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City grants TIF money, discusses law enforcement

Monday, April 01, 2019 - Posted 9:02:46 PM
The Minonk City Council granted TIF money and a councilman discussed lack of law enforcement at their Monday night meeting.

The council approved a TIF grant to Gold Star Solutions for upgrades to the former Green Tree Pharmacy building at the north end of the 500 block of Chestnut street which is to be used for housing a catering service.  The council awarded grants that were 50% of the total project cost and were to be paid in two payments.  The first grant was for $1235.00 which is 50% of $2470.00 for lighting and $1102.00 which is 50% of $2204.00 for plumbing.  The first payment is made upon completion of the project and the second payment is made one year after the project is completed.

Alderman John Marcoline objected to the 50% award saying the council granted Motel 6 only 33% of their request and felt the same should be applied in this case.  He voted no on the motion to award the grant.  There also was a discussion that the original rule was to award TIF money only to projects that have not yet started and not to projects already underway or completed as is apparently the case with Gold Star Solutions. However, this rule has been overridden several times in the past.  Administrative Manager Bill Moline told the council that the rules he sends out to TIF applicants does not specify that TIF money will not be awarded to projects already underway or completed.

Alderman Marcoline said the police department is not being run very efficiently.  He stated that over the weekend he only saw one squad car go by his neighborhood.  He said some officers are doing a good job but a couple of officers  are not.  Alderman Marcoline maintained that laws are not being enforced and said if an officer does not follow up on a complaint by a citizen, the officer should be written up.  If repeated failures to follow up on a complaint is noted, the officer should be released from this duties.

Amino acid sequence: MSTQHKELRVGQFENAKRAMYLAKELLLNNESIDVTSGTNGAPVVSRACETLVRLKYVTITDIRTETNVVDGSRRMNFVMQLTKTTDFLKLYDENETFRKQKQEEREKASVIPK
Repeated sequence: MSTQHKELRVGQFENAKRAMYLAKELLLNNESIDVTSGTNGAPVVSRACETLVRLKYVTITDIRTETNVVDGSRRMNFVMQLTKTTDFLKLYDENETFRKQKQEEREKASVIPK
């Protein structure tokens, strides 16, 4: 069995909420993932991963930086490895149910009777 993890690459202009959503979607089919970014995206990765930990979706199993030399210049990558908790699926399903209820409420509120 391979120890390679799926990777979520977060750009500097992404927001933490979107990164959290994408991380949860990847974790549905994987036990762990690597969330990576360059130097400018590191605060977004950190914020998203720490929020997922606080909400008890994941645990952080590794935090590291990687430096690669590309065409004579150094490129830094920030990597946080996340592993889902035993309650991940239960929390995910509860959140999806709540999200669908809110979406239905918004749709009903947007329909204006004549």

Mayor Bill Koos asked the council to consider setting aside gaming money into a capital reserve for a new vac truck.  Mayor Koos said a new vac truck could cost up to $350,000 and suggested the city put $45,000 a year into a capital reserve fund for 4 years to help fund the purchase of a new vac truck.  He told the council that a vote would be taken on the request at the April 15th council meeting.

Public Works Supervisor Jim Brown said a new vac truck could cost up to  $400,000 and a good used one could cost anywhere from $180,000 to $250,000.  He said it could cost $400 an hour to rent a vac truck with a minimum of 4 hours.  He said the truck is used almost on a daily basis and is essential to the city's Public Works Department.

Administrative Manager Moline, in his project update report, said the opening bid process for the Waste Water Treatment Plant will start on April 25th at 2 pm at City Hall.  He said the old playground equipment at Westside Park is being removed and the new equipment will be installed as time and weather permits.
Concrete projects will be started and the city crew is cleaning up work sites from sewer and water repairs as weather and time permits.

Mr. Moline said he has received an estimate of $20,000 to oil and chip the county road owned by the city that runs one mile north of the city from the northeast corner of Veterans Park.  He said no money has been allocated for those repairs.  He also mentioned that 7th street is in bad shape with pot holes  and needs to be repaired as well.